Whenever “retirement” comes for me, I know it will not
be a work stoppage or a forgetting of the past but rather a
grand anticipation and embrace of what the future holds.
At the beginning of this calendar year, I received an email from my employer’s human resources department reminding me that this is the year I will hit my retirement age. Not that I needed a reminder; and not that I have not been planning for this for decades. But the email still made me stop and think.
Wow! Retirement. As cliché as it sounds, it really does seem like just yesterday that I started teaching at Stanton College Preparatory School. And whether I leave the classroom this year or in five years, there is a bigger point I have been considering for most of the previous decade: What will retirement look like for me? Besides the financial end (which is huge and will have an impact on what I write below), what will my day-to-day activities look like?
For starters, I don’t like the word retirement. At least not in the sense that it came to take on with earlier generations. Retirement always seemed like a cessation of work; sitting back and doing whatever leisure activity the retiree wanted to do. And I had heard that such a retirement—one lacking a real and sustainable purpose in life—could actually shorten lifespan. I recently heard that successful retirees chase after more than a golf ball or a secluded beach. Retirement is not the opposite of work–at least not in my eyes.
An article in The Wall Street Journal reported on a study that suggested a purposeful retirement accounted for significantly better cognitive functioning. A retiree who is a regular at my gym always says, “Motion is the lotion.” He simply means that if a person stays active, he/she will have a better chance of a more limber body and mind—one that will continue to carry him/her forward to enjoy life.
Whenever “retirement” comes for me, I know it will not be a work stoppage or a forgetting of the past but rather a grand anticipation and embrace of what the future holds. I have loved (and still do) classroom teaching. When I walk off campus for the last time, I will not be walking away from anything. All those years will have prepared me for what lies ahead. And I have been preparing for quite a while–financially, professionally, and personally. It is not something I want to consider for the first time when I wake up in the post-working world life.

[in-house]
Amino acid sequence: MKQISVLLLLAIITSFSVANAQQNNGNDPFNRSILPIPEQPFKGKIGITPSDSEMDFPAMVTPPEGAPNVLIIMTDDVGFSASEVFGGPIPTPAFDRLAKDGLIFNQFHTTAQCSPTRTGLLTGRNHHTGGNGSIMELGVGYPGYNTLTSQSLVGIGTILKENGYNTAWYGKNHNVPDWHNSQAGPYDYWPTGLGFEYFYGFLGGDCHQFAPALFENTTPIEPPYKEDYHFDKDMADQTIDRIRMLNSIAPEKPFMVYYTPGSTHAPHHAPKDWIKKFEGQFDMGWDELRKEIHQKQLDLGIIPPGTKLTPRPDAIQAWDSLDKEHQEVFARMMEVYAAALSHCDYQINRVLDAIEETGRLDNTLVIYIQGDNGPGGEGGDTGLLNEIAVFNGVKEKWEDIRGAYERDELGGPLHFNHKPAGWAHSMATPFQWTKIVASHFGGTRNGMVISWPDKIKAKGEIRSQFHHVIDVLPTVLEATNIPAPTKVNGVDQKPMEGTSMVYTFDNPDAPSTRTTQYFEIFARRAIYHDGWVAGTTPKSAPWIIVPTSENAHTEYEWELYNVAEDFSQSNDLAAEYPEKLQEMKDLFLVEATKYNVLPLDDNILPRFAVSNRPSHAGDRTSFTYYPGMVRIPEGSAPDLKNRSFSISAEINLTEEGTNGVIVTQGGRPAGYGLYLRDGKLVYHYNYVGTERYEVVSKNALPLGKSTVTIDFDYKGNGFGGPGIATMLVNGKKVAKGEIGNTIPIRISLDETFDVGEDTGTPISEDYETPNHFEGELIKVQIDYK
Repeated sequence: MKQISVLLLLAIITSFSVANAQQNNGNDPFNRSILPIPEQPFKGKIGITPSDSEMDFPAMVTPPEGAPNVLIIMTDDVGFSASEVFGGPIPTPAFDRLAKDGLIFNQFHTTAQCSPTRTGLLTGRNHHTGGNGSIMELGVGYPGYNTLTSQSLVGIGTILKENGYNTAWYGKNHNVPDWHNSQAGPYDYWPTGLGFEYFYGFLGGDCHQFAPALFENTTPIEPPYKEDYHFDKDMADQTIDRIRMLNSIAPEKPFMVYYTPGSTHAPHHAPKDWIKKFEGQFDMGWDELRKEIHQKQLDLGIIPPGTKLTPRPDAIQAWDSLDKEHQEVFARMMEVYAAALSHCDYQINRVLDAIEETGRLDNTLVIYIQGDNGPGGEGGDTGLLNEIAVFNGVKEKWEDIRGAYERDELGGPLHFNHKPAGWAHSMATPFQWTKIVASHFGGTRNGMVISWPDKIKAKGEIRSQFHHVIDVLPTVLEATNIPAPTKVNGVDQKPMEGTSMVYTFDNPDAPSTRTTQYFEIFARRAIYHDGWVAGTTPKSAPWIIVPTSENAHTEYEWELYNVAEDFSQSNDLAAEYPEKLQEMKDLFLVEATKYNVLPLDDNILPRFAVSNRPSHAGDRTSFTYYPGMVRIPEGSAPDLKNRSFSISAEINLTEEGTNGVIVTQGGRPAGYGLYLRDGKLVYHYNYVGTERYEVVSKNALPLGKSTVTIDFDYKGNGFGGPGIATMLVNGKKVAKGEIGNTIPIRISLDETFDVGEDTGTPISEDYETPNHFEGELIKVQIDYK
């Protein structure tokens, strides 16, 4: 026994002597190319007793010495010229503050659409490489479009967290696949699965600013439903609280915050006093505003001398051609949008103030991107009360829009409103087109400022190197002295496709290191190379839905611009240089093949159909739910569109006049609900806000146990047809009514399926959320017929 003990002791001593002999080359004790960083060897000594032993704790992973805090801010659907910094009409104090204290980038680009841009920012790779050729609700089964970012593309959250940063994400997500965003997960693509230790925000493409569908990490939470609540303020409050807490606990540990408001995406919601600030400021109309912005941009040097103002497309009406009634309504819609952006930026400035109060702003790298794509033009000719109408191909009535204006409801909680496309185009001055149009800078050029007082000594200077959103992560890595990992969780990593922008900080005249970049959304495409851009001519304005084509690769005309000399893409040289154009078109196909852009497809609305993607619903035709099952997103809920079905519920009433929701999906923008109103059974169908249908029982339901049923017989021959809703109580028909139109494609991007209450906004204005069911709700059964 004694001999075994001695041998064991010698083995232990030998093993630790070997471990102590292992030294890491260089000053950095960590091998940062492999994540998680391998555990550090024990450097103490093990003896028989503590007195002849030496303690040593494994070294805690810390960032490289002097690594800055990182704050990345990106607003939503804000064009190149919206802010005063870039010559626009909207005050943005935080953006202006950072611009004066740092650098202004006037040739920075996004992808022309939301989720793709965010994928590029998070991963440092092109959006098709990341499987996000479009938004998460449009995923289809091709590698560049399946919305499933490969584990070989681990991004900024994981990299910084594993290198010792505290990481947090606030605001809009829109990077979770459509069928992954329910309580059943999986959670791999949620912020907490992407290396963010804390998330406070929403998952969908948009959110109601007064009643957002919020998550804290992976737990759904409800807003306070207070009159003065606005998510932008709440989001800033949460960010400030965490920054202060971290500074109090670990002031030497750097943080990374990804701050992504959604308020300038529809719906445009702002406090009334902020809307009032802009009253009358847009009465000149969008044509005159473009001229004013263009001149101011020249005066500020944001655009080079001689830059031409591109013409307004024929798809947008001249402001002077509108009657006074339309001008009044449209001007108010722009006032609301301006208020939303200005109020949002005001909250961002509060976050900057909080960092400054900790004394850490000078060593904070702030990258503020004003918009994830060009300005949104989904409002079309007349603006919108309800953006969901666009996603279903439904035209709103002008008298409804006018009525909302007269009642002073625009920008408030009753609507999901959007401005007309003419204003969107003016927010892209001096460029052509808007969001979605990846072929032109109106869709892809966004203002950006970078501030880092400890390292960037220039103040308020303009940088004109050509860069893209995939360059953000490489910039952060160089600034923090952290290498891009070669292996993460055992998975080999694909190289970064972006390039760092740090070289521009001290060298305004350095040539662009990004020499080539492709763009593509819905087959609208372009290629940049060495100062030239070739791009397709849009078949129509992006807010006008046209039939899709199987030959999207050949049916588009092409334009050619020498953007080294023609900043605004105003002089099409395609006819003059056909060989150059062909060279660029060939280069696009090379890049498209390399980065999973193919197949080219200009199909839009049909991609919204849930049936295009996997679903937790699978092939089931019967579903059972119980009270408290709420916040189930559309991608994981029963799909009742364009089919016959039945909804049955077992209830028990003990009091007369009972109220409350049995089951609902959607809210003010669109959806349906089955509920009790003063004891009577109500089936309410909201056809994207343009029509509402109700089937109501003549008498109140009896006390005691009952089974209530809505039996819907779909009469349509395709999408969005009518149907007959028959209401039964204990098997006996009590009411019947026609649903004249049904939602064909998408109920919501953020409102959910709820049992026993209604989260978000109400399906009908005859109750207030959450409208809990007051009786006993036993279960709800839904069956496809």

A much younger colleague recently asked me, “Well, what will you do when you retire?”
Below is my shortlist of what I will do. The interesting point for me is that as I review the list, each one of those actions is something I have attempted to do during my “working years” with varying degrees of success. A retired professor told me that even though he remains busy with professional activities, retirement has allowed him the time to truly reflect on all that he has read and done during the so-called “working years.” And it has made him a more effective post-working world professional.
Life has a way of firing-hosing us over the years. The so-called retirement years provide a great opportunity to reflect and synthesize those experiences. And then give back to our community in new ways.
With that mindset, maybe we should not think about retiring. Here are a few thoughts—and I would be interested in yours as well. Consider:
- Reinvesting (beyond dollars and sense)
Make it a wonderful week— H.T.R.B. as needed.
Information on my newest book, Choices for College Success (3rd ed.), can be found at Pearson Education.
(c) 2014. Steve Piscitelli. All rights reserved.